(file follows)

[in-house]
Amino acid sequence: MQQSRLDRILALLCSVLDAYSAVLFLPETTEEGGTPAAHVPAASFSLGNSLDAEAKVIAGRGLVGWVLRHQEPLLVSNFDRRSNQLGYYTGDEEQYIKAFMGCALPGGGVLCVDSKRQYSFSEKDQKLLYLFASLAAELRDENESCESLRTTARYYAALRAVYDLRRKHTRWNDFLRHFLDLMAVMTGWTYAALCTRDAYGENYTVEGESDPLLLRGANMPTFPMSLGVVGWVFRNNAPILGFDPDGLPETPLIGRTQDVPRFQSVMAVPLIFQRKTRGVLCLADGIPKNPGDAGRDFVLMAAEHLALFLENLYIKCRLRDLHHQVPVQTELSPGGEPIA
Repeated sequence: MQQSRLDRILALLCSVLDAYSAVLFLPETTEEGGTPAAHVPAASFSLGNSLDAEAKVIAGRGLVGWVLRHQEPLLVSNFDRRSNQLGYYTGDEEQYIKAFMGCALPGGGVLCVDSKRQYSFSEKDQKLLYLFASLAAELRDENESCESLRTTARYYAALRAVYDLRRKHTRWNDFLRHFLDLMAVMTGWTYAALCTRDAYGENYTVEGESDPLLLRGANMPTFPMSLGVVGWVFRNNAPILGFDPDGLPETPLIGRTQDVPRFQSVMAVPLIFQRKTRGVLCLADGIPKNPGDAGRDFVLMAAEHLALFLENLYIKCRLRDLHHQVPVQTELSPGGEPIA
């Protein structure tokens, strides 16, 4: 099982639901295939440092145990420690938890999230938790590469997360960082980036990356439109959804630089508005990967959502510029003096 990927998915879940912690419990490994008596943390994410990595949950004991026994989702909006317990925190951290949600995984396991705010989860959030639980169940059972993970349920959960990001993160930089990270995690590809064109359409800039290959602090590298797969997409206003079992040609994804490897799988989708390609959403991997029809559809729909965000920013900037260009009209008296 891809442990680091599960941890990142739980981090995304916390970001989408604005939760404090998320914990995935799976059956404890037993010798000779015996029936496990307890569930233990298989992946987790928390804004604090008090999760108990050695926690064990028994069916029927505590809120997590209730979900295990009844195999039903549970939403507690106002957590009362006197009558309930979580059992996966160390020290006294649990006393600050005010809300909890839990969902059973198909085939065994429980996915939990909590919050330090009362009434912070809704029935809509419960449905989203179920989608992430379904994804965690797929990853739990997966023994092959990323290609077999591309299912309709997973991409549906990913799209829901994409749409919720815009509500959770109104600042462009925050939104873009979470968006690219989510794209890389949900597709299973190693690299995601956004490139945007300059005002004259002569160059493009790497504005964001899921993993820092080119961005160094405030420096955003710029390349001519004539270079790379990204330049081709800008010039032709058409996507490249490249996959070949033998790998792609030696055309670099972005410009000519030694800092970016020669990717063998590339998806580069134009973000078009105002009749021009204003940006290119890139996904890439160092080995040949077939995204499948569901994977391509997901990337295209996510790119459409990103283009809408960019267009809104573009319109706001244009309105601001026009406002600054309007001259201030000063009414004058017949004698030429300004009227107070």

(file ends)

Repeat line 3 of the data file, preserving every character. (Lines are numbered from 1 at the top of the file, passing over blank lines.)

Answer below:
Repeated sequence: MQQSRLDRILALLCSVLDAYSAVLFLPETTEEGGTPAAHVPAASFSLGNSLDAEAKVIAGRGLVGWVLRHQEPLLVSNFDRRSNQLGYYTGDEEQYIKAFMGCALPGGGVLCVDSKRQYSFSEKDQKLLYLFASLAAELRDENESCESLRTTARYYAALRAVYDLRRKHTRWNDFLRHFLDLMAVMTGWTYAALCTRDAYGENYTVEGESDPLLLRGANMPTFPMSLGVVGWVFRNNAPILGFDPDGLPETPLIGRTQDVPRFQSVMAVPLIFQRKTRGVLCLADGIPKNPGDAGRDFVLMAAEHLALFLENLYIKCRLRDLHHQVPVQTELSPGGEPIA